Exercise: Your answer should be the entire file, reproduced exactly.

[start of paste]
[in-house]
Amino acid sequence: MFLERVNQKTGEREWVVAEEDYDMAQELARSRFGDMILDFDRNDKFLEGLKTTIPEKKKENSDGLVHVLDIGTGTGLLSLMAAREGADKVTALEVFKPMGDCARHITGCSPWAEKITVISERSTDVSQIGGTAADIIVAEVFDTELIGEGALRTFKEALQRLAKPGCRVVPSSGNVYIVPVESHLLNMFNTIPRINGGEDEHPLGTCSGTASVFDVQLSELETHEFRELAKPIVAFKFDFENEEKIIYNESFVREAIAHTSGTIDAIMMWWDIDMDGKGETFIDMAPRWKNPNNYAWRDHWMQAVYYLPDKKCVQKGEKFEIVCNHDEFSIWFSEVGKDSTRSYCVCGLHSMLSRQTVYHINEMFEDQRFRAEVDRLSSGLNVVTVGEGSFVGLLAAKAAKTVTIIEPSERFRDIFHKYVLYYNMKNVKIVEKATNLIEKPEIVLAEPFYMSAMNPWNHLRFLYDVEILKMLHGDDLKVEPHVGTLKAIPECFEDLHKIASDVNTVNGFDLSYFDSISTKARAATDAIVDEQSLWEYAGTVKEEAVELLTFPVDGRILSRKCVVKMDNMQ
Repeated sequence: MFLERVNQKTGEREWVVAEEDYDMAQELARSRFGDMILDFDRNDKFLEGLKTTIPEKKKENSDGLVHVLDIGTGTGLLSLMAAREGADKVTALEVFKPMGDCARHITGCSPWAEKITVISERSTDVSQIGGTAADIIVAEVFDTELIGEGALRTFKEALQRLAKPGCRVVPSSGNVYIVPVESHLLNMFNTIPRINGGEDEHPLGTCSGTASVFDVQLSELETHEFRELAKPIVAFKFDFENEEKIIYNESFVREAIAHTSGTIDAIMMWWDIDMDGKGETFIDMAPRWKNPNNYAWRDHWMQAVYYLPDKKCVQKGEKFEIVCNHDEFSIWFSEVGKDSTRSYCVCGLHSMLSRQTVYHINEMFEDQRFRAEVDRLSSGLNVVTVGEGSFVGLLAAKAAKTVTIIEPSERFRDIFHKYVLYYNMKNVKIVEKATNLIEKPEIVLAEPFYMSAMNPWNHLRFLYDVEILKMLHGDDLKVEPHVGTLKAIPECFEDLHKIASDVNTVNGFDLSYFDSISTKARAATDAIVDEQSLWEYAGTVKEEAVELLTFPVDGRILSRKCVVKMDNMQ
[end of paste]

[in-house]
Amino acid sequence: MFLERVNQKTGEREWVVAEEDYDMAQELARSRFGDMILDFDRNDKFLEGLKTTIPEKKKENSDGLVHVLDIGTGTGLLSLMAAREGADKVTALEVFKPMGDCARHITGCSPWAEKITVISERSTDVSQIGGTAADIIVAEVFDTELIGEGALRTFKEALQRLAKPGCRVVPSSGNVYIVPVESHLLNMFNTIPRINGGEDEHPLGTCSGTASVFDVQLSELETHEFRELAKPIVAFKFDFENEEKIIYNESFVREAIAHTSGTIDAIMMWWDIDMDGKGETFIDMAPRWKNPNNYAWRDHWMQAVYYLPDKKCVQKGEKFEIVCNHDEFSIWFSEVGKDSTRSYCVCGLHSMLSRQTVYHINEMFEDQRFRAEVDRLSSGLNVVTVGEGSFVGLLAAKAAKTVTIIEPSERFRDIFHKYVLYYNMKNVKIVEKATNLIEKPEIVLAEPFYMSAMNPWNHLRFLYDVEILKMLHGDDLKVEPHVGTLKAIPECFEDLHKIASDVNTVNGFDLSYFDSISTKARAATDAIVDEQSLWEYAGTVKEEAVELLTFPVDGRILSRKCVVKMDNMQ
Repeated sequence: MFLERVNQKTGEREWVVAEEDYDMAQELARSRFGDMILDFDRNDKFLEGLKTTIPEKKKENSDGLVHVLDIGTGTGLLSLMAAREGADKVTALEVFKPMGDCARHITGCSPWAEKITVISERSTDVSQIGGTAADIIVAEVFDTELIGEGALRTFKEALQRLAKPGCRVVPSSGNVYIVPVESHLLNMFNTIPRINGGEDEHPLGTCSGTASVFDVQLSELETHEFRELAKPIVAFKFDFENEEKIIYNESFVREAIAHTSGTIDAIMMWWDIDMDGKGETFIDMAPRWKNPNNYAWRDHWMQAVYYLPDKKCVQKGEKFEIVCNHDEFSIWFSEVGKDSTRSYCVCGLHSMLSRQTVYHINEMFEDQRFRAEVDRLSSGLNVVTVGEGSFVGLLAAKAAKTVTIIEPSERFRDIFHKYVLYYNMKNVKIVEKATNLIEKPEIVLAEPFYMSAMNPWNHLRFLYDVEILKMLHGDDLKVEPHVGTLKAIPECFEDLHKIASDVNTVNGFDLSYFDSISTKARAATDAIVDEQSLWEYAGTVKEEAVELLTFPVDGRILSRKCVVKMDNMQ